Democratic mayoral candidate Anthony Weiner is swarmed by the media...

Democratic mayoral candidate Anthony Weiner is swarmed by the media after campaigning at the Nan Shan Senior Center on Monday in Queens. (July 29, 2013) Credit: Charles Eckert

Anthony Weiner’s campaign manager, Danny Kedem, resigned on Saturday. While the circumstances surrounding his departure remain unclear, it is safe to assume that, like the rest of Weiner’s staff, he was probably blindsided by the allegations last week.

Kedem’s departure is just another in a long line of reasons why Weiner is unfit to be mayor -- and they have nothing to do with his sexual pathologies or personal behavior.

One mark of a good leader is that he surrounds himself with experts, solicits their advice, listens to what they say, and makes the best decision he can under the circumstances. This is particularly important for executives -- whether big city mayors, governors or presidents – operating in complex and challenging times.

Unfortunately for those NYC voters who were excited about Weiner’s candidacy, he has once again proven himself either unwilling or unable to do this, and that makes him unfit to serve.

The rap on Weiner has always been that he sees himself as the smartest person in the room and acts like something of a maverick. His confidence (arrogance?) may make him an attractive candidate, a good spokesperson for progressive causes or a great guest on talk shows, but it doesn’t make him a good leader. In fact, his inability to temper his overconfidence in his own judgment and his insistence that he need only seek counsel from himself has proven to be his Achilles' heel. It led to his downfall in the first iteration of this scandal, Weiner 1.0, and looks likely to happen again this time around.

In 2011, when the allegations of sexting first arose, then-Rep. Weiner made a series of serious mistakes handling the charges, and those missteps ultimately led to his resignation. As in so many of these cases, the ability to survive a scandal depends not as much on the nature of the allegations or what you did, as it does on what you do in the aftermath. In June 2011, Weiner decided to do what he has always done, take his own counsel. Instead of listening to the almost unanimous advice of experts in crisis management he decided to follow the "Anthony-knows-best" model of crisis management. Whereas he should have either come clean once or stayed quiet, instead he resorted to calling the texts a prank, went so far as to blame hackers, said he wouldn’t talk, then back-tracked and decided to talk at length, and finally called one CNN producer a jackass. Ultimately, his failure to seek or take advice from crisis management professionals proved to be disastrous. The story mushroomed out of control and Weiner was forced to resign.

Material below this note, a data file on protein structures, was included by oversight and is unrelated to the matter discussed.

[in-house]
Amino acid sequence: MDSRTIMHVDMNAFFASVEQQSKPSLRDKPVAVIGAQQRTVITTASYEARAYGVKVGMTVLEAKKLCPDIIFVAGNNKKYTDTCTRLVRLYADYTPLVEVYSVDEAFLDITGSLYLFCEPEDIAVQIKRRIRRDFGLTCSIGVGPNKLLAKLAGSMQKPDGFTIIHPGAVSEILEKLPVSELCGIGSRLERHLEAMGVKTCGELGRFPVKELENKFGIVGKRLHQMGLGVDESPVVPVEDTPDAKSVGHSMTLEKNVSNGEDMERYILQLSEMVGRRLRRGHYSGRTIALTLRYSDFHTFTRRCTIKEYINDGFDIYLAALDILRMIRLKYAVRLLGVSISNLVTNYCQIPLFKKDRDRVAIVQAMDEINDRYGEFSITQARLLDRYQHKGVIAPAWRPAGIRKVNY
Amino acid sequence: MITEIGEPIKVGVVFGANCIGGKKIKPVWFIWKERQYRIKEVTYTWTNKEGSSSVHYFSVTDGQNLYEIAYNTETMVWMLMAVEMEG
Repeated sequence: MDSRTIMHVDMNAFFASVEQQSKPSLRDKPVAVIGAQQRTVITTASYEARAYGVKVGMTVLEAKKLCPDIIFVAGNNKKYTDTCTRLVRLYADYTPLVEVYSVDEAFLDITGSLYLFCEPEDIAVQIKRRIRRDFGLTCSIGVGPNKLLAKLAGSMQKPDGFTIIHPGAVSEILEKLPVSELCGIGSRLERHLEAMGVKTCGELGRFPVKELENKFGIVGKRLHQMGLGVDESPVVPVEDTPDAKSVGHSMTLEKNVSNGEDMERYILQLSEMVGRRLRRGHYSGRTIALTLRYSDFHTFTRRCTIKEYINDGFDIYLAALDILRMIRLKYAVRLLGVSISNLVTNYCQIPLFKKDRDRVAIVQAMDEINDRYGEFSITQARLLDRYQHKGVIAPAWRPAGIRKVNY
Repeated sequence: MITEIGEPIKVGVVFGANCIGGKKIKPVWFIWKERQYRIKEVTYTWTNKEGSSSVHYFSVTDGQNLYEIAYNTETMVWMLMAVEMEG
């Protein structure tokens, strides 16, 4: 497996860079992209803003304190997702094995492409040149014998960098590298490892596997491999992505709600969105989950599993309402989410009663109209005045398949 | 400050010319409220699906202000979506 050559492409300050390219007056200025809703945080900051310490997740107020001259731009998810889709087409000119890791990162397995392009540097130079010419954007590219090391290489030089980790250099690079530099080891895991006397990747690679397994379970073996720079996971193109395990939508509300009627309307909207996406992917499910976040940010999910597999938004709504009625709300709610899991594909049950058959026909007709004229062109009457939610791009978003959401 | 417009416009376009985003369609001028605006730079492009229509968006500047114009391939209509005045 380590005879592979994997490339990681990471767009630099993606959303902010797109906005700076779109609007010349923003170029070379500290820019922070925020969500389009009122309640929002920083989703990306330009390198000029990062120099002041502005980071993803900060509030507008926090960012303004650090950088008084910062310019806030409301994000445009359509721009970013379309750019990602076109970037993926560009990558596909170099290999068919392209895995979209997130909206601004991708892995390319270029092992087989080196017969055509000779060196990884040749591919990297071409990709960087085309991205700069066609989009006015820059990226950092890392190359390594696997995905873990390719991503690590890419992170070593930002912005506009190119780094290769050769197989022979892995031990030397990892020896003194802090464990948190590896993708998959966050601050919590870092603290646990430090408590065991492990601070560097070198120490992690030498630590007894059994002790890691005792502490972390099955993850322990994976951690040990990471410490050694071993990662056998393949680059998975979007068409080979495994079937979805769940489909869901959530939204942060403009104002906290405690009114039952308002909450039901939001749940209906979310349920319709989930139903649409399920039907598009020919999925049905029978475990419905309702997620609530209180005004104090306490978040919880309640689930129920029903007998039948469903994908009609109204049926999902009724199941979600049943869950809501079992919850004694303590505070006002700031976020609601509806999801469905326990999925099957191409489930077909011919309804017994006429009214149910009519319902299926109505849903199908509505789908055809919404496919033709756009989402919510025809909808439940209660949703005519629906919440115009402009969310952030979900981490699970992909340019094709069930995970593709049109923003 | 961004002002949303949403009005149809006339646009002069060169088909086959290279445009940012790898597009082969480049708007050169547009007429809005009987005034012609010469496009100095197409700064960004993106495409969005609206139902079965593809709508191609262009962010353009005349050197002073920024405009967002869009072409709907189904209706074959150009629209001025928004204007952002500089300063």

Fast-forward two years and he did it again. There isn’t a campaign manager or strategist alive who would have advised Weiner to roll out his campaign for mayor in 2013 the way he did, because ultimately he opened himself up to charges of misleading the public, at best, and lying, at worst. Instead, strategists would have told him either not to run or to come clean on the timeline and his behavior since leaving Congress.

Any first-year lawyer learns this lesson – don’t mislead the jury, come clean early and first, so the opposing side doesn’t have the chance to paint you as a liar. Jurors may not like what you have to say, but you swallow the medicine, 'fess up, ask for forgiveness and seek credit for being honest and upfront. And let’s face it, Americans are generally a very forgiving bunch.

Same thing is true when the jury is the public or voters: Be upfront, take control of the story, sit down and come clean once, answer all questions, ask for forgiveness and get credit for being honest. Imagine if Weiner did that this spring? It wouldn’t have been easy, but he could have sought some credit for honesty and made the case that this was between him and his wife, not an issue for public consumption.

It’s one thing for Weiner to ignore the advice of experts and rely solely on his own judgment when it impacts him and his family. Imagine, however, if he acted this way as mayor? Imagine if Mayor Weiner decided not to seek or listen to advice when it came to issues of policing, public safety, education, the environment, housing, jobs or any of the other numerous issues impacting the city?

When we face complicated issues, no one – including Anthony Weiner – knows enough to lead. Complex democracies require leaders who are willing to surround themselves with talented people, whether they be security experts, scientists, doctors, educators, economists, and the like; leaders who not only seek out, but listen to, the advice of experts before they make a decision. Throughout most of his career, Weiner has shown that he is either unwilling or unable to do this.

Jeanne Zaino is professor of political science at Iona College and of political campaign management at New York University. 


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